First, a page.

Advice and Opinion

Credit Amnesty confusion

There has been much discussion and confusion about the Removal of Adverse Consumer Credit Information Project, which came into effect on the 1st April this year and many thought the “slate was wiped completely clean” and rental agents or landlords may have been concerned about prospective tenant checks not showing the information needed to make an informed decision about whether the prospective tenant was suitable, says Gail Cawood, rental manager for Knight Frank Residential SA.

This system is very clearly there, however, to assist those who have negative information on their credit profiles but have made every effort to pay off their outstanding accounts, said Cawood.

Many thought they had to apply for amnesty but this is not the case, and the terms of the amnesty would automatically apply to any paid-up judgement or negative information listing prior to April 1st. As of 1st June, paid up judgements will be removed from credit bureaus’ records whereas in the past they were on the system for five years.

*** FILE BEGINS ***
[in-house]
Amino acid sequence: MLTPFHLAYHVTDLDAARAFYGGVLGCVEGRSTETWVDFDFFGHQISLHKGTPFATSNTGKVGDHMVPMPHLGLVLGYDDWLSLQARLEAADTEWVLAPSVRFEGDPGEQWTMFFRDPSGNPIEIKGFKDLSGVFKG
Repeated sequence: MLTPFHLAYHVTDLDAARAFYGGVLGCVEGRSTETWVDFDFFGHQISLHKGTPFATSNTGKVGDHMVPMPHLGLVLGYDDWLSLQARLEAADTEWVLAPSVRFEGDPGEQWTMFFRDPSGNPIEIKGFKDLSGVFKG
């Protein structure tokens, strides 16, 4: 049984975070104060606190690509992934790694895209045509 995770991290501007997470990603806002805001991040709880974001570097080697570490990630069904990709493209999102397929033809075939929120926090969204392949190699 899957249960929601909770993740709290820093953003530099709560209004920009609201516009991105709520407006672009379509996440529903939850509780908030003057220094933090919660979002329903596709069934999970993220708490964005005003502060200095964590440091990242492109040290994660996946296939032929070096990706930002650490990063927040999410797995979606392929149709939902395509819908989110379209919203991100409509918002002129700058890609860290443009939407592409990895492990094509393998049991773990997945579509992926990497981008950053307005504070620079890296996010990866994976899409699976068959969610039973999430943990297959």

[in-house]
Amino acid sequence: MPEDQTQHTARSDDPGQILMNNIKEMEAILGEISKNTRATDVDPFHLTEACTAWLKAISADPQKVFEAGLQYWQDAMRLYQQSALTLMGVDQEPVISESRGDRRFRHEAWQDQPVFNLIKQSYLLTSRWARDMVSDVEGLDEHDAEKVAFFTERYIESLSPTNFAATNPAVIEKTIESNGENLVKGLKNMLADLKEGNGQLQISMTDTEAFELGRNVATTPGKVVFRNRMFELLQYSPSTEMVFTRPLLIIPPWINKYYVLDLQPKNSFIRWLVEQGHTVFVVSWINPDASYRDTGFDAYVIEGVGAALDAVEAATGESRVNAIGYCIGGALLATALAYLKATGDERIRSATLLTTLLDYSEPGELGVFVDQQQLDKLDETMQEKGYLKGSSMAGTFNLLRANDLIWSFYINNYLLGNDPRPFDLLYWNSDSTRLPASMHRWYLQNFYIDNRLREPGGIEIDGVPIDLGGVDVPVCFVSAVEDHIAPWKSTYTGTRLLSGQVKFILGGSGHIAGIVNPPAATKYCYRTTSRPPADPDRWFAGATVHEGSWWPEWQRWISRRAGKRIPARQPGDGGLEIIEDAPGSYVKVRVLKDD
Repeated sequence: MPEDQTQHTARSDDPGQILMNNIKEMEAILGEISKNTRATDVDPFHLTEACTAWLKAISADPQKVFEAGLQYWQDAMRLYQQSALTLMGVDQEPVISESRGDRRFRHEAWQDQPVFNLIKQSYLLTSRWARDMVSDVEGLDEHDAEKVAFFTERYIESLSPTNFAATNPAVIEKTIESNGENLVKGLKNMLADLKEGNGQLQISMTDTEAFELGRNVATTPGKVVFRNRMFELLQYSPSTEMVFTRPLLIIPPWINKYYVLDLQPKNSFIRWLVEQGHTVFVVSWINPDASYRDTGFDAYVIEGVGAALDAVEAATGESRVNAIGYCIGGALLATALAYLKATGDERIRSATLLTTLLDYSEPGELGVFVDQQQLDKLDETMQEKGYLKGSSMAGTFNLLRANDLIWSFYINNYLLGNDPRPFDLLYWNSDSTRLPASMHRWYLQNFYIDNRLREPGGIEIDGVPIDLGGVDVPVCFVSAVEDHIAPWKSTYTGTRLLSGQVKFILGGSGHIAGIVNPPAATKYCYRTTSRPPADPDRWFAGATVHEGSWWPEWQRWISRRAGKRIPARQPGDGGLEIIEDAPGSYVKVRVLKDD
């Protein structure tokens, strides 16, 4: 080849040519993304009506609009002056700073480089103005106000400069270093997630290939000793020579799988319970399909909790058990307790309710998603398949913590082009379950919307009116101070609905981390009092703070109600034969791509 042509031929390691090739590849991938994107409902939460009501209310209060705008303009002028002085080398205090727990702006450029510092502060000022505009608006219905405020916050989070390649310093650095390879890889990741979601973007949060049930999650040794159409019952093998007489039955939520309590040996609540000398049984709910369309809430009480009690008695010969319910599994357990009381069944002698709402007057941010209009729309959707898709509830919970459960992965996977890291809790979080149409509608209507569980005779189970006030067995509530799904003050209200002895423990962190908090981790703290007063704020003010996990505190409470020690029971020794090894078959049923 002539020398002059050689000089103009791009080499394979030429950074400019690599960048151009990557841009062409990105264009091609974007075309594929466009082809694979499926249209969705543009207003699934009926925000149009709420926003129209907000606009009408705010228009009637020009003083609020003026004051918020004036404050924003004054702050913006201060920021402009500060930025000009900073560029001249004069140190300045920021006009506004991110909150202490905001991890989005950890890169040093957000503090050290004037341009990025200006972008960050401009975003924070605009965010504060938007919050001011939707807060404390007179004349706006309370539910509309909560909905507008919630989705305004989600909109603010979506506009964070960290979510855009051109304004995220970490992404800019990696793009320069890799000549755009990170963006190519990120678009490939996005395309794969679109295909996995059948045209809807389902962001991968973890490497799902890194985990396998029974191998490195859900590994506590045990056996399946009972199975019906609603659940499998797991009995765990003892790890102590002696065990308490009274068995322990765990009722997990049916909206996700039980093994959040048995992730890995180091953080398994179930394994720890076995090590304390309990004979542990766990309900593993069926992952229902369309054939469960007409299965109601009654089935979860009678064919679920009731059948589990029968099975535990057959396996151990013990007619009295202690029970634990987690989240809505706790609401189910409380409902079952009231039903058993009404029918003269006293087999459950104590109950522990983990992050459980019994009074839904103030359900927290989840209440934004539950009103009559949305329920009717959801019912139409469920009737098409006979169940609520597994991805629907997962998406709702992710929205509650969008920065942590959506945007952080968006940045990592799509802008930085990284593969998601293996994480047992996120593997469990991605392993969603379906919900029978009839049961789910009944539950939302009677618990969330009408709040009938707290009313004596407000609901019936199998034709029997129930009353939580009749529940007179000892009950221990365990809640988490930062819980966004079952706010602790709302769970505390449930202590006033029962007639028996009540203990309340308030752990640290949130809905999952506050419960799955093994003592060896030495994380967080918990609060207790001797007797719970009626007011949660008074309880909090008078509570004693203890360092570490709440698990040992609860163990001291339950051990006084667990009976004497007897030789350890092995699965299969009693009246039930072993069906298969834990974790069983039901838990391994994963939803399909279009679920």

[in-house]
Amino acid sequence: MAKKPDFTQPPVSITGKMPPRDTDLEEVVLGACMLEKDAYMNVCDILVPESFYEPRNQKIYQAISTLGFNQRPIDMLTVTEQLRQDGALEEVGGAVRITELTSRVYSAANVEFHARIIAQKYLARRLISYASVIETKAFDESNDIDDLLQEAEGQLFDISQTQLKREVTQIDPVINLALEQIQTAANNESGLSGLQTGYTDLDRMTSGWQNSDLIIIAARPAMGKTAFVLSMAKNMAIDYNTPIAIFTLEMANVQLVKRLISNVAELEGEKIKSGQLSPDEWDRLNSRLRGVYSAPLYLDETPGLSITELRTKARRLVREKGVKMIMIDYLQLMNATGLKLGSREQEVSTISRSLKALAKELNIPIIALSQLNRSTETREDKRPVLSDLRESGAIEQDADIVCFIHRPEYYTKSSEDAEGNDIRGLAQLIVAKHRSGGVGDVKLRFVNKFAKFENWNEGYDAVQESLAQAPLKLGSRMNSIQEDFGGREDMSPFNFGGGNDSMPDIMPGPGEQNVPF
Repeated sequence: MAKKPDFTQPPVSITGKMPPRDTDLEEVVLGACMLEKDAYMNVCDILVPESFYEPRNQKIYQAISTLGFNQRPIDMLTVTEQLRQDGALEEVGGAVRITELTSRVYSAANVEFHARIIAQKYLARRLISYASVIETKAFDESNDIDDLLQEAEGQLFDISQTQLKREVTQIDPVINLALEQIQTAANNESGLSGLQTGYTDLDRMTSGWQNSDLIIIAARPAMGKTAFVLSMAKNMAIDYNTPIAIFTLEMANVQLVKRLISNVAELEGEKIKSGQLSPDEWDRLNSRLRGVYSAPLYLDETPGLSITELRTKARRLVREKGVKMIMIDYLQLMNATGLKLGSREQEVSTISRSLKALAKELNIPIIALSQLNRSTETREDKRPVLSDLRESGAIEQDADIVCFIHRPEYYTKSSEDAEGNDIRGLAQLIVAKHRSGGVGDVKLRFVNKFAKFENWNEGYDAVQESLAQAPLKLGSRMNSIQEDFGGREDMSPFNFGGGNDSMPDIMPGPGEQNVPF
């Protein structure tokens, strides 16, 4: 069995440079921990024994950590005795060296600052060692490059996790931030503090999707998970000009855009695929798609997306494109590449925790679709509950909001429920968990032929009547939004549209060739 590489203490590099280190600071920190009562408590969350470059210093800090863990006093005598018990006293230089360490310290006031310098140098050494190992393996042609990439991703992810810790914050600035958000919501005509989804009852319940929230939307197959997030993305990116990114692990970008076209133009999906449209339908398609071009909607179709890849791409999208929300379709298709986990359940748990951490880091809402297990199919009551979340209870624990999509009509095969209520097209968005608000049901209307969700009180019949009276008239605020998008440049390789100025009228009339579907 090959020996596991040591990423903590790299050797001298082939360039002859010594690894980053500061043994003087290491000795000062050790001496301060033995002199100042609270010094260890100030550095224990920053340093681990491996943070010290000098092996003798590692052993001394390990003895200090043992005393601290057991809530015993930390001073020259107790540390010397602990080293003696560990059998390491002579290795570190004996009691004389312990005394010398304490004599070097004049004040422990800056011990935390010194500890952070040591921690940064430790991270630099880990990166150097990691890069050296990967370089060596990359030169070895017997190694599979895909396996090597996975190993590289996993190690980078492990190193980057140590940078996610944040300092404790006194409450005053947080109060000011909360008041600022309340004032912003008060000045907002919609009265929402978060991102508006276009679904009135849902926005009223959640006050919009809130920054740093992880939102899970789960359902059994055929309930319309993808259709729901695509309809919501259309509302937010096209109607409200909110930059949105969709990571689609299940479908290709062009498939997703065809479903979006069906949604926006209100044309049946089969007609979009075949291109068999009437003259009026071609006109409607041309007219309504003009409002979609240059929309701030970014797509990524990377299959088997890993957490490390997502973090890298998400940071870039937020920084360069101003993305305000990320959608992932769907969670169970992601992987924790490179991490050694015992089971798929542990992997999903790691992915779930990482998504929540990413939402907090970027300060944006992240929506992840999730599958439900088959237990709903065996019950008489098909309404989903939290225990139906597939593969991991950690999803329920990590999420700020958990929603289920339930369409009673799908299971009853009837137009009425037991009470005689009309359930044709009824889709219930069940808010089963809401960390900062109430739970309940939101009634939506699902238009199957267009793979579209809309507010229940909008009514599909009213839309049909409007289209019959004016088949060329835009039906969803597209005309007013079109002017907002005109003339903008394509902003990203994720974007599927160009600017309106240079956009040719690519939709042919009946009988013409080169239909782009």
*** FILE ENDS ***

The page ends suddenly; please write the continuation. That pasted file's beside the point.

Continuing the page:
The amnesty does not, however, remove the consumer’s obligation to repay their debts which is what some people thought, said Cawood.

Landlords and rental agents depend on the credit profile information to check whether prospective tenant’s payment behaviour is positive or negative and, while many may have not been blacklisted, there is other behaviour which sends warning signals, she said. Tenants who pay their accounts on time and in full will always be preferred over those who make partial payments, pay late or ask for grace periods continually.

Another warning sign is if, on going through their credit profile, it can be seen that they have had numerous addresses for short periods of time each over the years, which indicates instability.

“While previous judgements or poor payment records will have been cleared, this does not mean that there will be no record at all and landlords or agents will still be able to check current bank statements to track spending patterns. If one looks at a six month period in any given time frame, it’s quite a good indication of the way the person runs his financial affairs,” said Cawood.

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